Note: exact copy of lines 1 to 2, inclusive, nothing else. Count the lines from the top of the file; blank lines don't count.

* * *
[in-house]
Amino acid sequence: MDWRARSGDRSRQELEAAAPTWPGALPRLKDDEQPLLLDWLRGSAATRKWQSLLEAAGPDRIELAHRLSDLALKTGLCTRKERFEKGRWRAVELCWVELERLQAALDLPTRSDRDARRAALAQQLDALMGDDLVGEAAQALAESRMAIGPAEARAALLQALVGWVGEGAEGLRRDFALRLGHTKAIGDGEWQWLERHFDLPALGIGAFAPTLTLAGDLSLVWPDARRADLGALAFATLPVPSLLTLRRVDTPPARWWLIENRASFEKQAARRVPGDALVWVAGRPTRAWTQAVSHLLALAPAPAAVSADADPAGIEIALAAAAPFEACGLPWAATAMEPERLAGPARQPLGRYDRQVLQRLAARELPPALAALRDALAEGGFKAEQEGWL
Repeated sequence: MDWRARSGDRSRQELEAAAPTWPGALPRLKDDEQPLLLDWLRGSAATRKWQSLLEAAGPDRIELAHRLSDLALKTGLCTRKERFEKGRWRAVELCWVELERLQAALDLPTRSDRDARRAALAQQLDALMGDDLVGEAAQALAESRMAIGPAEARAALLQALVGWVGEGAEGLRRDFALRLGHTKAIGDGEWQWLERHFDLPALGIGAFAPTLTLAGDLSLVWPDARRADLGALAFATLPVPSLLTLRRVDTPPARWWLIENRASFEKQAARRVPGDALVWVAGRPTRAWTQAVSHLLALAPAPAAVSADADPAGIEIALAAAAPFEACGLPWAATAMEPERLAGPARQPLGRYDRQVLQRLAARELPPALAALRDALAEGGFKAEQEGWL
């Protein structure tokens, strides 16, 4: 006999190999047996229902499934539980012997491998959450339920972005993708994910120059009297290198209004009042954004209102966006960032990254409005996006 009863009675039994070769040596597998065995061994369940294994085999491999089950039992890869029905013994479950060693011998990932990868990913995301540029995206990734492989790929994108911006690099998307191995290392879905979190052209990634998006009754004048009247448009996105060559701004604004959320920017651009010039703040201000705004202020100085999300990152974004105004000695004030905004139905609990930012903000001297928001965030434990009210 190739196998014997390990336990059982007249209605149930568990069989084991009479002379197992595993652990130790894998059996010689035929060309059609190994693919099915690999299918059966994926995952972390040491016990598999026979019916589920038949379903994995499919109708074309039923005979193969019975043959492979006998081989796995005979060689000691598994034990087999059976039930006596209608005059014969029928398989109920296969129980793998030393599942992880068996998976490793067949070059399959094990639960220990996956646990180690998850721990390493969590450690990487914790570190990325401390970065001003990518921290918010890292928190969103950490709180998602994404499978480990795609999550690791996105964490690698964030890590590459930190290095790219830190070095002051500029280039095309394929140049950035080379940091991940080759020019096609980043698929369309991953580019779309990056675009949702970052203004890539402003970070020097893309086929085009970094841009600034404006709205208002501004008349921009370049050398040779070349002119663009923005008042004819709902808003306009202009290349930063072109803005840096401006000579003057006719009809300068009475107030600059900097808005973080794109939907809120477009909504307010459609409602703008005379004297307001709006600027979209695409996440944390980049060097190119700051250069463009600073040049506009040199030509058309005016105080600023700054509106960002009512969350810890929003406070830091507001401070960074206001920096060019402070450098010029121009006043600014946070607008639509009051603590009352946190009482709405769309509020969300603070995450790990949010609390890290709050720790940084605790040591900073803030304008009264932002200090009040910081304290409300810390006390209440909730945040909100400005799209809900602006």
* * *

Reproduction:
[in-house]
Amino acid sequence: MDWRARSGDRSRQELEAAAPTWPGALPRLKDDEQPLLLDWLRGSAATRKWQSLLEAAGPDRIELAHRLSDLALKTGLCTRKERFEKGRWRAVELCWVELERLQAALDLPTRSDRDARRAALAQQLDALMGDDLVGEAAQALAESRMAIGPAEARAALLQALVGWVGEGAEGLRRDFALRLGHTKAIGDGEWQWLERHFDLPALGIGAFAPTLTLAGDLSLVWPDARRADLGALAFATLPVPSLLTLRRVDTPPARWWLIENRASFEKQAARRVPGDALVWVAGRPTRAWTQAVSHLLALAPAPAAVSADADPAGIEIALAAAAPFEACGLPWAATAMEPERLAGPARQPLGRYDRQVLQRLAARELPPALAALRDALAEGGFKAEQEGWL